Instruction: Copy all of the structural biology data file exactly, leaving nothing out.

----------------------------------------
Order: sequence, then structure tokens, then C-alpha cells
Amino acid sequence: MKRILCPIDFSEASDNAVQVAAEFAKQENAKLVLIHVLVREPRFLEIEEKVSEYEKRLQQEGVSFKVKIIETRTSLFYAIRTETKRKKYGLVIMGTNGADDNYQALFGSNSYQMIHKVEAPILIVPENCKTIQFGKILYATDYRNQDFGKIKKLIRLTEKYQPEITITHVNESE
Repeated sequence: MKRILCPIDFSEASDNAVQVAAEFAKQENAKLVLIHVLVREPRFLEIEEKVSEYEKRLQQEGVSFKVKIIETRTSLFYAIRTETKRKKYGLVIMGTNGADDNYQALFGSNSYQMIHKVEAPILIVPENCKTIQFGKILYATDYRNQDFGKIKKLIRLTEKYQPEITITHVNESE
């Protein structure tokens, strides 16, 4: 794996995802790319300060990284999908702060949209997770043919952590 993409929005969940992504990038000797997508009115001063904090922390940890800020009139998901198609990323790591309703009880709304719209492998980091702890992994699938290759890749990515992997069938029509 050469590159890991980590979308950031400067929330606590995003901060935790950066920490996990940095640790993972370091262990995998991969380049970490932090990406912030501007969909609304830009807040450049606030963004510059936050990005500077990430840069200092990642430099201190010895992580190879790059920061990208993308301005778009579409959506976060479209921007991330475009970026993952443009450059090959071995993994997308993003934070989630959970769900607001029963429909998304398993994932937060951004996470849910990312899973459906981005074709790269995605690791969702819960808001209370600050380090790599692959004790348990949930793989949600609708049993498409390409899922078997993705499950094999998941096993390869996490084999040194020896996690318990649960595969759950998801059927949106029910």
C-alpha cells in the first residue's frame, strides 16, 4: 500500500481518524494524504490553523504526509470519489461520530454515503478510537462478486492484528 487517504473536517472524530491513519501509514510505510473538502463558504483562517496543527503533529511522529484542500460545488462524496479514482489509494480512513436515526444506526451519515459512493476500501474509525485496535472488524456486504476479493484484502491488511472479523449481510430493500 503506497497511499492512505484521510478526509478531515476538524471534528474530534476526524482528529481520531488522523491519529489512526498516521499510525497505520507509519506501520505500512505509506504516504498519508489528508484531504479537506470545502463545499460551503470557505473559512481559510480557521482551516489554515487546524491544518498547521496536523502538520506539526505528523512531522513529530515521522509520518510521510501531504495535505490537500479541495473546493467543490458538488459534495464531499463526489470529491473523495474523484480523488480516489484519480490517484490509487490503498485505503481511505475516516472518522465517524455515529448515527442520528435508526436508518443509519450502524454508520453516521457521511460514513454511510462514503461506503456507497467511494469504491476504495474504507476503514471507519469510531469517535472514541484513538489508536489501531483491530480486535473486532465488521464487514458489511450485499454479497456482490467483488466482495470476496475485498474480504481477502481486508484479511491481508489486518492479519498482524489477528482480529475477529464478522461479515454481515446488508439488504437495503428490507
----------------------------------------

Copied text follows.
Order: sequence, then structure tokens, then C-alpha cells
Amino acid sequence: MKRILCPIDFSEASDNAVQVAAEFAKQENAKLVLIHVLVREPRFLEIEEKVSEYEKRLQQEGVSFKVKIIETRTSLFYAIRTETKRKKYGLVIMGTNGADDNYQALFGSNSYQMIHKVEAPILIVPENCKTIQFGKILYATDYRNQDFGKIKKLIRLTEKYQPEITITHVNESE
Repeated sequence: MKRILCPIDFSEASDNAVQVAAEFAKQENAKLVLIHVLVREPRFLEIEEKVSEYEKRLQQEGVSFKVKIIETRTSLFYAIRTETKRKKYGLVIMGTNGADDNYQALFGSNSYQMIHKVEAPILIVPENCKTIQFGKILYATDYRNQDFGKIKKLIRLTEKYQPEITITHVNESE
């Protein structure tokens, strides 16, 4: 794996995802790319300060990284999908702060949209997770043919952590 993409929005969940992504990038000797997508009115001063904090922390940890800020009139998901198609990323790591309703009880709304719209492998980091702890992994699938290759890749990515992997069938029509 050469590159890991980590979308950031400067929330606590995003901060935790950066920490996990940095640790993972370091262990995998991969380049970490932090990406912030501007969909609304830009807040450049606030963004510059936050990005500077990430840069200092990642430099201190010895992580190879790059920061990208993308301005778009579409959506976060479209921007991330475009970026993952443009450059090959071995993994997308993003934070989630959970769900607001029963429909998304398993994932937060951004996470849910990312899973459906981005074709790269995605690791969702819960808001209370600050380090790599692959004790348990949930793989949600609708049993498409390409899922078997993705499950094999998941096993390869996490084999040194020896996690318990649960595969759950998801059927949106029910």
C-alpha cells in the first residue's frame, strides 16, 4: 500500500481518524494524504490553523504526509470519489461520530454515503478510537462478486492484528 487517504473536517472524530491513519501509514510505510473538502463558504483562517496543527503533529511522529484542500460545488462524496479514482489509494480512513436515526444506526451519515459512493476500501474509525485496535472488524456486504476479493484484502491488511472479523449481510430493500 503506497497511499492512505484521510478526509478531515476538524471534528474530534476526524482528529481520531488522523491519529489512526498516521499510525497505520507509519506501520505500512505509506504516504498519508489528508484531504479537506470545502463545499460551503470557505473559512481559510480557521482551516489554515487546524491544518498547521496536523502538520506539526505528523512531522513529530515521522509520518510521510501531504495535505490537500479541495473546493467543490458538488459534495464531499463526489470529491473523495474523484480523488480516489484519480490517484490509487490503498485505503481511505475516516472518522465517524455515529448515527442520528435508526436508518443509519450502524454508520453516521457521511460514513454511510462514503461506503456507497467511494469504491476504495474504507476503514471507519469510531469517535472514541484513538489508536489501531483491530480486535473486532465488521464487514458489511450485499454479497456482490467483488466482495470476496475485498474480504481477502481486508484479511491481508489486518492479519498482524489477528482480529475477529464478522461479515454481515446488508439488504437495503428490507